Lee Fung made his final to trip China in March 1940 at age 61. His original certificate of identity is included in the file so he probably did not plan on returning to the U.S. His wife died in Gim Sim Village, Sun Ning District, China in September 1939. Lee Fung has a thick file with many interviews, documents and photos—almost forty years of his life.

Ng lee Fung photos 1907 to 1939
“Ng Lee Fung, photos, ” 1907, 1910, 1912, 1913, 1920, 1921, 1926, 1939, Chinese Exclusion Act case files, RG 85, National Archives-Seattle, Ng Lee Fung file, Seattle Box 806, 7030/12880.

Won Suey Yuan – Certificate of Identification stolen – The Dalles Farmer

Won Suey Yuan Sheriff letter
“Letter from the Sheriff of Wasco County, The Dalles, Oregon,” 1939, Chinese Exclusion Act case files, RG 85, National Archives-Seattle, Won Suey Yuan case file, Seattle Box 1367, 40718/12-28.

On 24 September 1938 the home of Won Suey Yuan, a farmer in The Dalles, Oregon since 1923, was broken into and his Certificate of Identity was stolen. Won immediately filed a claim with Harold Sexton, the Sheriff of Waco County in The Dalles and reported it to Immigration Inspector Howard P. Swetland, Portland, Oregon. The sheriff visited the scene of the robbery, believed the claim was legitimate and filed a report. Won testified that on the evening 24 September 1938 between six and eight, he took his son, Won Loy Duck, to town for a haircut. Upon their return he saw that someone had entered the house by cutting the screen in the back door. The house had been ransacked but the thief only took a black tin box which contained Won’s valuables– his Certificate of Identity, a New York Life insurance policy and a gold nugget watch charm. The certificate was by far the most valuable item in the box. Without it Won could not travel outside the U.S. and could be deported if he could not prove his right to be in the United States. The investigator asked Won Suey Yuan if he thought the robber specifically wanted his certificate. Won was the only Chinese person within eight or nine miles of his house so he did not think the robber was Chinese or that he wanted his Certificate of Identity or would know how valuable it was to a Chinese person. Shortly after the robbery Won had a friend, Ralph Welborn, notify the Seattle Immigration office of the incident.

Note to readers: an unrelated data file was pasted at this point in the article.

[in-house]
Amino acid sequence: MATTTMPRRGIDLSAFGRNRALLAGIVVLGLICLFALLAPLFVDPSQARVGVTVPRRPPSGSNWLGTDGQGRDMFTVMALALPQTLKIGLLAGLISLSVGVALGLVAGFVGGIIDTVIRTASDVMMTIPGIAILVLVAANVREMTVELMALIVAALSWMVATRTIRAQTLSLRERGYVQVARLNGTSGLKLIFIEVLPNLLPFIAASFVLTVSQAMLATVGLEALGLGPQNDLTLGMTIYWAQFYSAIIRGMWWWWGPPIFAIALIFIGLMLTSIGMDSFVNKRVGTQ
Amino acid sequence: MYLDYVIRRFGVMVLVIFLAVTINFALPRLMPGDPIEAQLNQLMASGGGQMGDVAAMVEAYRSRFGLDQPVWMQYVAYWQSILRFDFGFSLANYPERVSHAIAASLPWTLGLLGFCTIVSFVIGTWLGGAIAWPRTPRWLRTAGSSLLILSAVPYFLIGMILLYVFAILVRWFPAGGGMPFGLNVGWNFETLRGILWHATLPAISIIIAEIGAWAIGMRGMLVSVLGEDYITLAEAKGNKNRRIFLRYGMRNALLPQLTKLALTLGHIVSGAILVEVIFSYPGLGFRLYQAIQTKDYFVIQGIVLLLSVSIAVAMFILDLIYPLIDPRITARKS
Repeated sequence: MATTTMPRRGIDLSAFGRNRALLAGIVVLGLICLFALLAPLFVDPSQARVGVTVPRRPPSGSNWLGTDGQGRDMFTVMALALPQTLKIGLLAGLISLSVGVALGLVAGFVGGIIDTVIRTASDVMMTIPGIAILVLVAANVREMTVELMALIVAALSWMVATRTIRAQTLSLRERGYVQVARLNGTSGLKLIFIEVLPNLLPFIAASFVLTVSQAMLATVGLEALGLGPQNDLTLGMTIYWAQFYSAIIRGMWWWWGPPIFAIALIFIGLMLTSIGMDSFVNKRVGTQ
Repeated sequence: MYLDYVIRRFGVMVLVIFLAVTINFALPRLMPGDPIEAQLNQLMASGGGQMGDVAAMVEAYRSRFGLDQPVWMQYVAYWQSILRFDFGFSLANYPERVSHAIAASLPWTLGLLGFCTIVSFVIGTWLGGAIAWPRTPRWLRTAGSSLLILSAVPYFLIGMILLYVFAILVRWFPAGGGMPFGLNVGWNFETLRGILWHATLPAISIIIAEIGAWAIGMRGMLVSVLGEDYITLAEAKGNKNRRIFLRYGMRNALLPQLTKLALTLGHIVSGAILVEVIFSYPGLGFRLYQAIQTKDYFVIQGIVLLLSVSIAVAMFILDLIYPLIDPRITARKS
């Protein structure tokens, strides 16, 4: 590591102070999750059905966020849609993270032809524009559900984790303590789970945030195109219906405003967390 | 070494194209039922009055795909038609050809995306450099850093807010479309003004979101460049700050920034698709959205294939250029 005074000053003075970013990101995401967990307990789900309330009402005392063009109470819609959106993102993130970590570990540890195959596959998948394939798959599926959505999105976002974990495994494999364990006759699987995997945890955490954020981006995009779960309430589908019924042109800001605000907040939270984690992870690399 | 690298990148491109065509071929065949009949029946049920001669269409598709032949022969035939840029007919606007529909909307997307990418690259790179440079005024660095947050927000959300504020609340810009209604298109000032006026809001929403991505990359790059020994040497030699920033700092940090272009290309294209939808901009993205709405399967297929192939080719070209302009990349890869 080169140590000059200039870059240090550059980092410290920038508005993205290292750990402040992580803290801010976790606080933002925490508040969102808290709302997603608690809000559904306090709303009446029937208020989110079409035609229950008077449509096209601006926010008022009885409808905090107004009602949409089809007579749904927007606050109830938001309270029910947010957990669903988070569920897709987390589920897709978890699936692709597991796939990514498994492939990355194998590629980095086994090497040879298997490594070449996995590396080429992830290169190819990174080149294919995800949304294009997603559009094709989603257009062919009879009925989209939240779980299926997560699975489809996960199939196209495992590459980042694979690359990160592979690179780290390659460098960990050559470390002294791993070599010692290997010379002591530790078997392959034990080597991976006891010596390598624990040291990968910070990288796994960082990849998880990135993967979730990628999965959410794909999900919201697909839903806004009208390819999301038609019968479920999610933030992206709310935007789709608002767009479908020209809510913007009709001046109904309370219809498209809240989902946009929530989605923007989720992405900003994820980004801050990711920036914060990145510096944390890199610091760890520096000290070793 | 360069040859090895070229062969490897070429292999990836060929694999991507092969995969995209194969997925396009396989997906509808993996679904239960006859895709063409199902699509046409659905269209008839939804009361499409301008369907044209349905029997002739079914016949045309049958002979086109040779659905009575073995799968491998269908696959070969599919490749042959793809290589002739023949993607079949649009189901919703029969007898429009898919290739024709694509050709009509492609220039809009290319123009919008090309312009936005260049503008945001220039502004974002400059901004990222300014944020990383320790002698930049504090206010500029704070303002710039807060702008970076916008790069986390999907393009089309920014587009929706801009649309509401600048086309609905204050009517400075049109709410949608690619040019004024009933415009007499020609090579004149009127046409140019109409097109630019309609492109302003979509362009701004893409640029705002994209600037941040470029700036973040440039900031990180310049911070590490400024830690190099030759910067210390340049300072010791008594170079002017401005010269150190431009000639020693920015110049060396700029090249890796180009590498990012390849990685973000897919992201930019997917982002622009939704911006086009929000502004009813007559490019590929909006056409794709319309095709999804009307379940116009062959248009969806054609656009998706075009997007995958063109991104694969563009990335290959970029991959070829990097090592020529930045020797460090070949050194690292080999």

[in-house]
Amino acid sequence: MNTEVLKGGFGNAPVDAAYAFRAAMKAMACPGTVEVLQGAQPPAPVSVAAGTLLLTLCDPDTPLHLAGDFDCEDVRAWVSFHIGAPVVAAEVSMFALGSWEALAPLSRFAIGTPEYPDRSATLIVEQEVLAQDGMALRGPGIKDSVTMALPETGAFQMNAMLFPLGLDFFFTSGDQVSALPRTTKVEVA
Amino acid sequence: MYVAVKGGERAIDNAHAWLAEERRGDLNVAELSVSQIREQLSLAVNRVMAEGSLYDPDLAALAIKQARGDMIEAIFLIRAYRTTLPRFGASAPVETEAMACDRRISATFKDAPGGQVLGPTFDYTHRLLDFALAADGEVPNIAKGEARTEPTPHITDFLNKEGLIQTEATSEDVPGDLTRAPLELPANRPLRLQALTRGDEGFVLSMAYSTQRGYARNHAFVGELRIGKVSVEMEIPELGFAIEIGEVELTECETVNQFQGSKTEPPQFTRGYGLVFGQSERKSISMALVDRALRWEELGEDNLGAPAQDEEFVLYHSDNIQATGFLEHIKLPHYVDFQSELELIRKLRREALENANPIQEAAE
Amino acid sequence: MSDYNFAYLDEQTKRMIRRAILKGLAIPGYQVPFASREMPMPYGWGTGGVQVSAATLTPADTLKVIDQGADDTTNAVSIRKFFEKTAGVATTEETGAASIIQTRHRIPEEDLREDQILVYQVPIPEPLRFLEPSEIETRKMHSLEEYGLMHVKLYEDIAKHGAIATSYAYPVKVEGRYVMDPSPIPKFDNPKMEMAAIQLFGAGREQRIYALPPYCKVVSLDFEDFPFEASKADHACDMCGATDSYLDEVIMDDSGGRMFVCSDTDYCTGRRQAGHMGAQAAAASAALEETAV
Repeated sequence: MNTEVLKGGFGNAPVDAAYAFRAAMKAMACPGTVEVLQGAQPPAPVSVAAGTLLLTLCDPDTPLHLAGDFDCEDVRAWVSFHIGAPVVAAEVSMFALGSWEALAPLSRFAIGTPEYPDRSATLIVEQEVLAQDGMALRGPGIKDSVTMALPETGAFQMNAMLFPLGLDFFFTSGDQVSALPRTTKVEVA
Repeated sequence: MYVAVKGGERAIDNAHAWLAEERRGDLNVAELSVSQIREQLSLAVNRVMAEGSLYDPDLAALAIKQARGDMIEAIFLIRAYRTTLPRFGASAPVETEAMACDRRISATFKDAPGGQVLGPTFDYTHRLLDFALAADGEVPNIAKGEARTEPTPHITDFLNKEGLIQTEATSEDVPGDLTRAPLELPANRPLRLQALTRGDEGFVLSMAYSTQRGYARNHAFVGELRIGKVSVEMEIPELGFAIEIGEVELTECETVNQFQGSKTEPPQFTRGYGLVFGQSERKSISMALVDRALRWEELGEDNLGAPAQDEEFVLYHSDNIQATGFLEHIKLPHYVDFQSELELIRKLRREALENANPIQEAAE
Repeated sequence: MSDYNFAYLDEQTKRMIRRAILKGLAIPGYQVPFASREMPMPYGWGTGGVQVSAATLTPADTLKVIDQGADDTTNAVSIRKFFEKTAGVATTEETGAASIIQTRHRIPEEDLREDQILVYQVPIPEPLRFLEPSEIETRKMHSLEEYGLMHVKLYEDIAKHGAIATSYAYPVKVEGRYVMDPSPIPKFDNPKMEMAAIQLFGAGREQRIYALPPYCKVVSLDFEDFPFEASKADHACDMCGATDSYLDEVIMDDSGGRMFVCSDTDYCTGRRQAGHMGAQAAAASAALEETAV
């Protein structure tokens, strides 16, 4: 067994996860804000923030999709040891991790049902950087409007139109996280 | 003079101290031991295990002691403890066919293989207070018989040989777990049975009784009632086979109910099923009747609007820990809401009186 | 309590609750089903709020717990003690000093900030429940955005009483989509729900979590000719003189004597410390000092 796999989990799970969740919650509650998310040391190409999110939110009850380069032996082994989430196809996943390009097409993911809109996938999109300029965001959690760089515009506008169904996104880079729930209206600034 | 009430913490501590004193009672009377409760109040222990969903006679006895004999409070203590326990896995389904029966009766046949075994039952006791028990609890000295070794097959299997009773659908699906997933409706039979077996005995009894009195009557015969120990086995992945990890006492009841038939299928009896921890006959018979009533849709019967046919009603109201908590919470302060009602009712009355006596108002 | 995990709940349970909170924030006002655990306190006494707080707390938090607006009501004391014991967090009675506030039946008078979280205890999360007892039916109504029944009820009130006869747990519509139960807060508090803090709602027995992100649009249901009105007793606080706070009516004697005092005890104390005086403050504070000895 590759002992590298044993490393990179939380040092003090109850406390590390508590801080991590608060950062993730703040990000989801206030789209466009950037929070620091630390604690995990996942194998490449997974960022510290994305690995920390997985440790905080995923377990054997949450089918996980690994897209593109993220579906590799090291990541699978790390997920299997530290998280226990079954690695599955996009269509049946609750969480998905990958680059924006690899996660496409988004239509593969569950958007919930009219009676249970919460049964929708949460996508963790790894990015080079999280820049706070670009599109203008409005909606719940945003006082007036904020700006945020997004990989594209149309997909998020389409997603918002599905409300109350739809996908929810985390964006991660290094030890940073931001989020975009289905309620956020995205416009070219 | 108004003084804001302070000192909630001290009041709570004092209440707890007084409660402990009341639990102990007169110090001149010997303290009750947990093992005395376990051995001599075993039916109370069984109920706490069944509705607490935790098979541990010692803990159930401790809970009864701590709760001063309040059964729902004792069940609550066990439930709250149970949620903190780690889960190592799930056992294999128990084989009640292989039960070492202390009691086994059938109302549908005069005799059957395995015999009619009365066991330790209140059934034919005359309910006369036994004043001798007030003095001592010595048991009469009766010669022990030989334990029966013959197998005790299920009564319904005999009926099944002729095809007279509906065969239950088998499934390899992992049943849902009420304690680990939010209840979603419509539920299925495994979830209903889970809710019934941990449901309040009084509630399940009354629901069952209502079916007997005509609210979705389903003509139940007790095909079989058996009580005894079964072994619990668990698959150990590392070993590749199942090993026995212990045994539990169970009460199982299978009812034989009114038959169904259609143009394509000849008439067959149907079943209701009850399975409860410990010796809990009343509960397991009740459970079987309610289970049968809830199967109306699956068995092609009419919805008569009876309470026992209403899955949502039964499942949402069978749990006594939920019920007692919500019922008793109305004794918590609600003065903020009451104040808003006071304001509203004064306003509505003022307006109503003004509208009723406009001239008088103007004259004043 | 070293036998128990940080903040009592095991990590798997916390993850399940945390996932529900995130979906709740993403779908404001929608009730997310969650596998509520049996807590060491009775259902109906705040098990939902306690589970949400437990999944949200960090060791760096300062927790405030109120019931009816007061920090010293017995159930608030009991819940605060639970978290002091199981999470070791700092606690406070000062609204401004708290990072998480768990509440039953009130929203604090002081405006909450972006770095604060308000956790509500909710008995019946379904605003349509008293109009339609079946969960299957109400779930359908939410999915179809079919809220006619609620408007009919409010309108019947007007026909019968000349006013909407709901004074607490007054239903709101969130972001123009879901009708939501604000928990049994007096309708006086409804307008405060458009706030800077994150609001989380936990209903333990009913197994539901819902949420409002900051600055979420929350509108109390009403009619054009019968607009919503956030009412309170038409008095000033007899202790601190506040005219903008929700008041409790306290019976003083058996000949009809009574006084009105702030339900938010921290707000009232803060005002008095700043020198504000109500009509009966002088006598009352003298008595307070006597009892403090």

When Won Suey Yuan applied for a duplicate certificate his case files were thoroughly investigated. He did not have a problem getting a replacement certificate but it created a great deal of paper work.